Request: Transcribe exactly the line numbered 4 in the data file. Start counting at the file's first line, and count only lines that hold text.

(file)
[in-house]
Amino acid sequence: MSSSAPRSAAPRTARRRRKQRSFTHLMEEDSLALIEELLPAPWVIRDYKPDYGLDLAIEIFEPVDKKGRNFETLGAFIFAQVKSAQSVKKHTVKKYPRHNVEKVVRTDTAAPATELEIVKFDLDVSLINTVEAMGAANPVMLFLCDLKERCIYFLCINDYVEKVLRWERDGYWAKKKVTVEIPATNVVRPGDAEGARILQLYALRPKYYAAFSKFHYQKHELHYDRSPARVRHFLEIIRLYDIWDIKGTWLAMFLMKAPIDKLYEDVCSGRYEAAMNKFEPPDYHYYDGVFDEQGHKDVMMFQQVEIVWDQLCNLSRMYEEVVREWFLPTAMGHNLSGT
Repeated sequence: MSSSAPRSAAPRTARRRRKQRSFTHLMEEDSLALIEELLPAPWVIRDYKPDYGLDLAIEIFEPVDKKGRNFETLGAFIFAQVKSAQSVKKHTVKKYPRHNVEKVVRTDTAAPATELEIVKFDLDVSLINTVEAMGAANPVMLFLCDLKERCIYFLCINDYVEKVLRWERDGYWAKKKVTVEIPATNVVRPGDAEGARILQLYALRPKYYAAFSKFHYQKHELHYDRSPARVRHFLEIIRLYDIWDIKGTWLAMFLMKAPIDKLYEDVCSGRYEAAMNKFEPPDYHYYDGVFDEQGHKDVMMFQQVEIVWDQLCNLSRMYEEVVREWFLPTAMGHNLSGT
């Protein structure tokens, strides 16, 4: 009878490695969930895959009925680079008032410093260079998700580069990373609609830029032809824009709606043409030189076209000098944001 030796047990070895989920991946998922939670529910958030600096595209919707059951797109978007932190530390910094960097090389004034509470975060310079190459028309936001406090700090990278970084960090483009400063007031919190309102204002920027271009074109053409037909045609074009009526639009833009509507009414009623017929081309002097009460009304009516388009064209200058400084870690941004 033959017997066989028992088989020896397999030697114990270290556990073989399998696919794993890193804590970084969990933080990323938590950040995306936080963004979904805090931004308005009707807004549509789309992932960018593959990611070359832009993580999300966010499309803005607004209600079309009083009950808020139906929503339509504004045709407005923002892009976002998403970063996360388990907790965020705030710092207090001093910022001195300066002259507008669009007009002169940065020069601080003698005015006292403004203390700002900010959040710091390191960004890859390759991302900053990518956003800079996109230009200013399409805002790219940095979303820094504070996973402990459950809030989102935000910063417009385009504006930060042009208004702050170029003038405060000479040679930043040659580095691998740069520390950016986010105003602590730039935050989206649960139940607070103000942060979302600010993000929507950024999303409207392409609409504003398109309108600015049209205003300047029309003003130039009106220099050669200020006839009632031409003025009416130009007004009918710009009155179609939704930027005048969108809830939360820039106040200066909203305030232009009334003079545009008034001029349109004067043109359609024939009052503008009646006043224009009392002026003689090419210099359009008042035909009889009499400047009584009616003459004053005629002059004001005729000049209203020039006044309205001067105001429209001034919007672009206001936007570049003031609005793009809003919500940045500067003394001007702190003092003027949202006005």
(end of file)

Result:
């Protein structure tokens, strides 16, 4: 009878490695969930895959009925680079008032410093260079998700580069990373609609830029032809824009709606043409030189076209000098944001 030796047990070895989920991946998922939670529910958030600096595209919707059951797109978007932190530390910094960097090389004034509470975060310079190459028309936001406090700090990278970084960090483009400063007031919190309102204002920027271009074109053409037909045609074009009526639009833009509507009414009623017929081309002097009460009304009516388009064209200058400084870690941004 033959017997066989028992088989020896397999030697114990270290556990073989399998696919794993890193804590970084969990933080990323938590950040995306936080963004979904805090931004308005009707807004549509789309992932960018593959990611070359832009993580999300966010499309803005607004209600079309009083009950808020139906929503339509504004045709407005923002892009976002998403970063996360388990907790965020705030710092207090001093910022001195300066002259507008669009007009002169940065020069601080003698005015006292403004203390700002900010959040710091390191960004890859390759991302900053990518956003800079996109230009200013399409805002790219940095979303820094504070996973402990459950809030989102935000910063417009385009504006930060042009208004702050170029003038405060000479040679930043040659580095691998740069520390950016986010105003602590730039935050989206649960139940607070103000942060979302600010993000929507950024999303409207392409609409504003398109309108600015049209205003300047029309003003130039009106220099050669200020006839009632031409003025009416130009007004009918710009009155179609939704930027005048969108809830939360820039106040200066909203305030232009009334003079545009008034001029349109004067043109359609024939009052503008009646006043224009009392002026003689090419210099359009008042035909009889009499400047009584009616003459004053005629002059004001005729000049209203020039006044309205001067105001429209001034919007672009206001936007570049003031609005793009809003919500940045500067003394001007702190003092003027949202006005």